Thursday, August 26, 2010

If Buildings Could Talk - The Architects are Here! - Venice Biennale 2010


(Venice, Italy) That outer-space object you see is a contemporary piece of functioning art, otherwise known as a "building." It is an enormous structure, the new Rolex Learning Center, which opened in February 2010, and was built on the campus of EPFL, Ecole Polytechnique Fédérale de Lausanne, in Switzerland.  Designed by the Japanese architects, SANAA, it is the subject of a 3D 12-minute film, "If Buildings Could Talk," by the German director Wim Wenders, which I saw yesterday at the preview for La Biennale's 12th International Architecture Festival, "People Meet in Architecture." Actually, the building herself is the star of the film, speaking English with a sensual female voice, a wonderful narrative about how a building is a living thing. I watched the film a couple of times before I realized that the architect who designed this leap into the future was this year's Director of Architecture herself, Kazuyo Sejima, together with Ryue Nishizawa -- they are the founders of the architectural studio known as SANAA. 


I had seen Kazuyo Sejima earlier at the press conference with Paolo Baratta, and she did not speak much. I wondered if it was because English was not her first language, or whether she did not communicate verbally with words. I later watched a video interview of Sejima and Nishizawa, and that is how she is, using her hands to write in the air, and trailing off in the middle of a sentence. But if she can manifest a building like the Rolex Learning Center into reality, I think Sejima can communicate with us Earthlings in whatever way she wants to.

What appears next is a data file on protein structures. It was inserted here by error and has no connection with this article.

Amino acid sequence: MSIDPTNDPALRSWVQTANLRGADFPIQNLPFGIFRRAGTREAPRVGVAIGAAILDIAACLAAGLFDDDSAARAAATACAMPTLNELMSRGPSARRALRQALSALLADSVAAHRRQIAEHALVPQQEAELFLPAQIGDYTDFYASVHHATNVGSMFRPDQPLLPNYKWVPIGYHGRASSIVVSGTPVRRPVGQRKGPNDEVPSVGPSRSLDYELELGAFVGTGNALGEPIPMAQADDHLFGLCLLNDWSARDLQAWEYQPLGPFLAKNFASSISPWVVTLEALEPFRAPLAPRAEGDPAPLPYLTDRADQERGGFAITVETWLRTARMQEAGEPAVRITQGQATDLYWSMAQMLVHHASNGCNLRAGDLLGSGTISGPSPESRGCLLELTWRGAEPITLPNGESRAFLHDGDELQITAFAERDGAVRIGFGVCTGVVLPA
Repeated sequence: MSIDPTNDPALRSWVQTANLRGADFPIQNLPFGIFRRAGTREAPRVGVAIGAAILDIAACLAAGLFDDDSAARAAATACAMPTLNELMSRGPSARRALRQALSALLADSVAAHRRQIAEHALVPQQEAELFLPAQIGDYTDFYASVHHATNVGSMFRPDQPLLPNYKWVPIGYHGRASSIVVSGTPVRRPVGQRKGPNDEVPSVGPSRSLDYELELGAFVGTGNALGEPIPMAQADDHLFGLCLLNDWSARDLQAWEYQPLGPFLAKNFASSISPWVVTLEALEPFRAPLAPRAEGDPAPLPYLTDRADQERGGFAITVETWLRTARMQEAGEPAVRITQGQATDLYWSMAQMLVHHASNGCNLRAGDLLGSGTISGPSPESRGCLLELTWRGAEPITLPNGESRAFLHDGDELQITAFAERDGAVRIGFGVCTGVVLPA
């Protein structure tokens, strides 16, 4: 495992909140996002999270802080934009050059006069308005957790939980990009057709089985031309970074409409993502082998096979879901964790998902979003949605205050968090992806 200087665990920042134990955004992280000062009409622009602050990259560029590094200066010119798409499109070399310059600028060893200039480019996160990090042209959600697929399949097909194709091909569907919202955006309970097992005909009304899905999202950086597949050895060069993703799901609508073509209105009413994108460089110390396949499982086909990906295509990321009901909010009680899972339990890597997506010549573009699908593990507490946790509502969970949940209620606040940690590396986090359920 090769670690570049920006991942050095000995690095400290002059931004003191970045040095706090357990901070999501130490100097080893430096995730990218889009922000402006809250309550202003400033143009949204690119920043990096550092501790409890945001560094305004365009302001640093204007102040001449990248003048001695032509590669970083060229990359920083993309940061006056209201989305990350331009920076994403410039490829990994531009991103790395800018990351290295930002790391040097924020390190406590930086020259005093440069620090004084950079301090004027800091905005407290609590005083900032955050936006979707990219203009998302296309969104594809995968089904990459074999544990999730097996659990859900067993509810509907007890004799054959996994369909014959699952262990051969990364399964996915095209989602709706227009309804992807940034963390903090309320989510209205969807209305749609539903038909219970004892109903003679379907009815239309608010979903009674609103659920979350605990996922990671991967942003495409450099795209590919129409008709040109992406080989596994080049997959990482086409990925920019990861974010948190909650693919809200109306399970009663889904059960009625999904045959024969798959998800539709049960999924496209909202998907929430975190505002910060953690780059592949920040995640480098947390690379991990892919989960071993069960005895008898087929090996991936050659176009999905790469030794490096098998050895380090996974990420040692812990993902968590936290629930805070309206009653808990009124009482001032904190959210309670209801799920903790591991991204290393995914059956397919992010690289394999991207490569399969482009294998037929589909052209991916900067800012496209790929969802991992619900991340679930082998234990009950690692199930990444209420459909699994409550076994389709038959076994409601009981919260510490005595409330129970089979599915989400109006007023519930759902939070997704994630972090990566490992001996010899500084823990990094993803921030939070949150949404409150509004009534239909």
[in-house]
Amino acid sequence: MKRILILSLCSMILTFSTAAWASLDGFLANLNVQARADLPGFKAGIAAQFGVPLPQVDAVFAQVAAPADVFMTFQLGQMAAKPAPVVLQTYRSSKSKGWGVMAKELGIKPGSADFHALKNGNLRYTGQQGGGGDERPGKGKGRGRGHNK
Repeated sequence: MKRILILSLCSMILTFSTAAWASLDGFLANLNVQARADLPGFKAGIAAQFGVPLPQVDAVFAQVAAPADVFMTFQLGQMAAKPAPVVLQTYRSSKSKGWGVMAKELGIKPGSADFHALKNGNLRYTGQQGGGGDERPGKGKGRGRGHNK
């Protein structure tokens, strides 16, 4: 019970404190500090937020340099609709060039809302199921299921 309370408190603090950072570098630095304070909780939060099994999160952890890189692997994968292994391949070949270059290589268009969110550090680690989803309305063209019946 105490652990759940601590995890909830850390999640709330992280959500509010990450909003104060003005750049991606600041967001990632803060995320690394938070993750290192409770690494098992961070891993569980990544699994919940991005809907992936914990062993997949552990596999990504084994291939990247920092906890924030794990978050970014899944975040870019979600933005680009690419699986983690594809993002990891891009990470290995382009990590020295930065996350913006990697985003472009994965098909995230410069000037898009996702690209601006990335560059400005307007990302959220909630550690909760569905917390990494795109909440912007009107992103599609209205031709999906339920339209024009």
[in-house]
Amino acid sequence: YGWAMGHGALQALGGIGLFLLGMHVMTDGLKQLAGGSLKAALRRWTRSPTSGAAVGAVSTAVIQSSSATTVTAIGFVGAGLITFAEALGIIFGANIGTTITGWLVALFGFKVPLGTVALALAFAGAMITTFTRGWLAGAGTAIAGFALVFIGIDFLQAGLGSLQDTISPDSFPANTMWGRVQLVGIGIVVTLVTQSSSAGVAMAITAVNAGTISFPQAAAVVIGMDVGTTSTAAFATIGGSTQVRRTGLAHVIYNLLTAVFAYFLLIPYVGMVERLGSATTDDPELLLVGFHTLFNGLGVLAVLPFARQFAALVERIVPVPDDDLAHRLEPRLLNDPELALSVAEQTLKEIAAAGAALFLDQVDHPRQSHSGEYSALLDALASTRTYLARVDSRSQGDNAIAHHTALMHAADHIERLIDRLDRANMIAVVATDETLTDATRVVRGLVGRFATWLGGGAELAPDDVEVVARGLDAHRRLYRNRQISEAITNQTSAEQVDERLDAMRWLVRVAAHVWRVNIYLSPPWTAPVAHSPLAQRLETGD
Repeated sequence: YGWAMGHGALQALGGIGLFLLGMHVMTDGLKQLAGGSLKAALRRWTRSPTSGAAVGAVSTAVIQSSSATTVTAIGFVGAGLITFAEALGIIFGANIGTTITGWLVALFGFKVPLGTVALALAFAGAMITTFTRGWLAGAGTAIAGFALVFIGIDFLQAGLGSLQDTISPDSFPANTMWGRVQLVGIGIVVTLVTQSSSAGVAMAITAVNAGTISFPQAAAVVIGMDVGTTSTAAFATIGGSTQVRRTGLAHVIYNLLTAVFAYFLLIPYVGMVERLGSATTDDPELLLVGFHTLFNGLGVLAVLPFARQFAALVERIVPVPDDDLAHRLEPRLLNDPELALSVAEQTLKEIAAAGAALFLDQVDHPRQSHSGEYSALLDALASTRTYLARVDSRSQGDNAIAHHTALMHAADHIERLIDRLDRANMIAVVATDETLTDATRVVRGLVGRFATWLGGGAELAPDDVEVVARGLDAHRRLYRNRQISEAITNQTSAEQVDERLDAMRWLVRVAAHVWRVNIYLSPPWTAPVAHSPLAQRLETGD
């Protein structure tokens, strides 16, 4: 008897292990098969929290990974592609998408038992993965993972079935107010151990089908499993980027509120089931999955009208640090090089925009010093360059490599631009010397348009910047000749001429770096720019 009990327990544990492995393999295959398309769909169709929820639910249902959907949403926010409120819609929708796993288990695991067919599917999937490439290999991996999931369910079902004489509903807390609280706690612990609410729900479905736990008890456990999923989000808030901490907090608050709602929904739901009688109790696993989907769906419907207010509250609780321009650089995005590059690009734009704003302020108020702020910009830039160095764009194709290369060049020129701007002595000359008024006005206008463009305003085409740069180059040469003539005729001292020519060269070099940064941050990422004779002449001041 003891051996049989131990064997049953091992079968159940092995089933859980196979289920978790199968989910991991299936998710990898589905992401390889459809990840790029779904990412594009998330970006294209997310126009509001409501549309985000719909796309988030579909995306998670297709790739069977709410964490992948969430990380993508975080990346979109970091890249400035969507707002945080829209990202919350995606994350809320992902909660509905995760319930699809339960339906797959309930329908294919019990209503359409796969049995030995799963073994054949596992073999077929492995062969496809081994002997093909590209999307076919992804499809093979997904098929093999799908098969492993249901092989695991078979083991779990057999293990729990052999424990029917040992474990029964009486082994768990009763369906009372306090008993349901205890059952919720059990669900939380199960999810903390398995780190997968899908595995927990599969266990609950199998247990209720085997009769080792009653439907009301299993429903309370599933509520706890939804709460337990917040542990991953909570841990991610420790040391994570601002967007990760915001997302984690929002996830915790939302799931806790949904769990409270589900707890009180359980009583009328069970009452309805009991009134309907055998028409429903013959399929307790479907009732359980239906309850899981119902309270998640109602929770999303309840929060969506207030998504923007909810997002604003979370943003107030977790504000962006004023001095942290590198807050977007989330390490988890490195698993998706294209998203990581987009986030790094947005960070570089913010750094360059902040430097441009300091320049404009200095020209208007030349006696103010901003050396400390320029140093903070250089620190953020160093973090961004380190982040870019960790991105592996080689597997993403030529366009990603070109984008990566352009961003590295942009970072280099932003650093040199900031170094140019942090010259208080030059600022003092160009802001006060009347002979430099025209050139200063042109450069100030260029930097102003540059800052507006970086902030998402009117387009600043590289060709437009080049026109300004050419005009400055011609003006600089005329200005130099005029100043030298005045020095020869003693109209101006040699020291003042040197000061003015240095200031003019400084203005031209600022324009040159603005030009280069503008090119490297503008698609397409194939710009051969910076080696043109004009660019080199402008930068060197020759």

The first time I saw the film, I felt a powerful emotion. I felt... peace. I felt the tension slip out of me. I exhaled deeply, and felt my eyes grow moist. The knot I have been holding inside for far too long gently untangled. I must have watched the film four times, lulled by Megan Gay's voice and Thom Hanreich's music as the camera traveled slowly up and down, inside and out of the enormous continuous three-dimensional space. I was excited because one of the first stories I'd ever written as a child was about a house that could talk, and here was the concept on film -- except this structure was endless, more like a enclosed park than a building. The building was alive, and speaking. Wim Wenders had captured its soul. She (the building) said things like:

"One of my favorite things is to catch the light and help you feel it better. Make it more...visible... to you? I love the light, and forgive me if I sound immodest, but the light loves me, too."

"I am an intimate public space, and that's not a contradiction."

"You might think of the slopes that I have as waves -- waves frozen in time."

"I love books. I love to be a place for reading... to indulge in reading and forget about everything else around you..."

From Wim Wenders:

If Buildings Could Talk...
... some of them would sound like Shakespeare.
Others would speak like the Financial Times,
yet others would praise God, or Allah.
Some would just whisper,
some would loudly sing their own praises,